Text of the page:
Before continuing, try to answer the following questions. The answers can be found at the end of the article, together with an explanation.
- Severe Sepsis
- Is associated with disordered response of innate immunity.
- Has a mortality of between 20-30%.
- Is linked to reduced levels of IL-1, 6 and 8.
- Requires organisms or endotoxin to bind to CD8 receptors on macrophages.
- Protein C
- Is activated by endothelial exposure.
- Is produced in the bone marrow and thymus.
- Is an endogenous procoagulant.
- Causes decreased leukocyte adhesion and tissue infiltration.
- Recombinant Human Activated Protein C
- Has shown a 28 day mortality benefit in a large randomized controlled trial.
- Causes a significant increase in the rates of intracerebral haemorrhage in children.
- Confers a mortality benefit in children with severe sepsis.
- Is given at a dose of 24mg/kg for 96 hours.
This tutorial focuses on the role of recombinant human activated protein C (rhAPC) in the treatment of severe sepsis. By the end of the tutorial the reader should be able to:
- Define severe sepsis and understand it’s pathogenesis.
- Understand the mechanism of action of rhAPC.
- Critically appraise the PROWESS study.
- Discuss the main results of other large studies into rhAPC
- Make an informed choice as to whether they would use rhAPC.
Severe sepsis is a life threatening illness with a mortality of 30-50%. It is defined as a systemic inflammatory response secondary to infection resulting in organ failure. There are 750,000 cases in the US each year of whom at least 225,000 will not survive. The incidence of severe sepsis is increasing as our population ages. The host response determines the severity of the disease rather than the infecting organism and severe cases are characterized by over-zealous activation of the host’s innate immune system (everything except the T and B cells) resulting in activation of the coagulation cascade, inflammation, systemic vasodilatation increased capillary permeability, end organ dysfunction and ultimately multi-organ failure and death. The initial stage following infection requires CD14 receptors on macrophages to present elements of the infecting organism to Toll-like receptors (TLR4) resulting in macrophage activation and abundant release of pro-inflammatory mediators such as tumour necrosis factor (TNF), interleukin (IL) 1,6 and 8 together with uncontrolled activation of the coagulation cascade.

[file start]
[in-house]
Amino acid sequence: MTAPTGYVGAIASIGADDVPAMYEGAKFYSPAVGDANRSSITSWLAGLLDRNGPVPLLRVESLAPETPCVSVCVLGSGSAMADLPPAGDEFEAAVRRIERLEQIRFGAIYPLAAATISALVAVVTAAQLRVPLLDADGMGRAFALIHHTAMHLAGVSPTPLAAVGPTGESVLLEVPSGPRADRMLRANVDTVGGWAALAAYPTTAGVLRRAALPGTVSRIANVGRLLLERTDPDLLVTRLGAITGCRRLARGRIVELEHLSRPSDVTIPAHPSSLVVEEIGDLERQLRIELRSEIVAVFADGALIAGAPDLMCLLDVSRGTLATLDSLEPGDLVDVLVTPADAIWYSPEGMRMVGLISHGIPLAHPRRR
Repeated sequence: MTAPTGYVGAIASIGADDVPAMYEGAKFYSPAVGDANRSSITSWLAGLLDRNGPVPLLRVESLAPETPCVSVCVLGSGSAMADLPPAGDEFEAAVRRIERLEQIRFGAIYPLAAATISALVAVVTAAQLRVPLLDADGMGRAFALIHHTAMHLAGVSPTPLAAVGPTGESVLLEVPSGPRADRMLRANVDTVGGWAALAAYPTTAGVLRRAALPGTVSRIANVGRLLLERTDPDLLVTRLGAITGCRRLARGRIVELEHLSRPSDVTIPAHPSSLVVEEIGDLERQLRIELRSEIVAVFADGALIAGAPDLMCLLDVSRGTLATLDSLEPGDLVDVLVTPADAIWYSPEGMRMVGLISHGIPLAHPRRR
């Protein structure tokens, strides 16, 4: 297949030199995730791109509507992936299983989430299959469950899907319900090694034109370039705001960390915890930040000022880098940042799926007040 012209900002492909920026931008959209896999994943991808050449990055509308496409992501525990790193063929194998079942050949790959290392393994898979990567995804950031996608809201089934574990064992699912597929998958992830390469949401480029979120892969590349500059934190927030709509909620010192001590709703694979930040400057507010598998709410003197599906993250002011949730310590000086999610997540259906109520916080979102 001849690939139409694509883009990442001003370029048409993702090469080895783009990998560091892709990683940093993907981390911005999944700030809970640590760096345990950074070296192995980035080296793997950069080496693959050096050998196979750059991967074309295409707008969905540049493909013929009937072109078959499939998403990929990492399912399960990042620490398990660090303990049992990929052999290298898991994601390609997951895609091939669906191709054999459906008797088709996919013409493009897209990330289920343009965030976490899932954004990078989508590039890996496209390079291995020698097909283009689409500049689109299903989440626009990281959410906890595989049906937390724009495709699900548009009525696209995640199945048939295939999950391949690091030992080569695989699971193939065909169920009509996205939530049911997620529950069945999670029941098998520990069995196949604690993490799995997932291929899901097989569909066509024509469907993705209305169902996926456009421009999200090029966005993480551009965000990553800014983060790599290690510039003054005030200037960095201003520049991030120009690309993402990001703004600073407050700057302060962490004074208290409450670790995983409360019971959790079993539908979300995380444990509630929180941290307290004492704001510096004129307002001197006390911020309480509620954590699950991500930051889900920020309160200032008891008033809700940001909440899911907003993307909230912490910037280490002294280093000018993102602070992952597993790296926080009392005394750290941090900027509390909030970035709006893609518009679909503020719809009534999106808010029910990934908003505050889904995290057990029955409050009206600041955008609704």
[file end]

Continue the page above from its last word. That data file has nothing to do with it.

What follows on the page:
Current treatment of severe sepsis involves early appropriate antibiotic therapy, surgical drainage of infected collections and supportive therapy. In spite of this mortality remains high, therefore the search continues for novel therapies to treat this aggressive disorder.
A ROLE FOR PROTEIN C?
How Does Protein C Work?
Protein C is synthesised in the liver and activated following endothelial exposure, it modulates coagulation and inflammatory response. It is an anticoagulant by virtue of its inactivation of factor Va and VIIIa. In addition it inhibits synthesis of plasminogen activator inhibitor, inhibits thrombin activatable fibrinolysis inhibitor and blocks further thrombin generation. It dampens the inflammatory response through a number of mechanisms including reduced production of tumour necrosis factor α (TNFα) by monocytes and reduced leukocyte adhesion and tissue infiltration. Activated protein C (APC) also confers endothelial protection. Levels of APC are reduced in sepsis and this reduction has been linked with poor outcome. If APC were replaced, could severe sepsis be controlled?
Recombinant Human Activated Protein C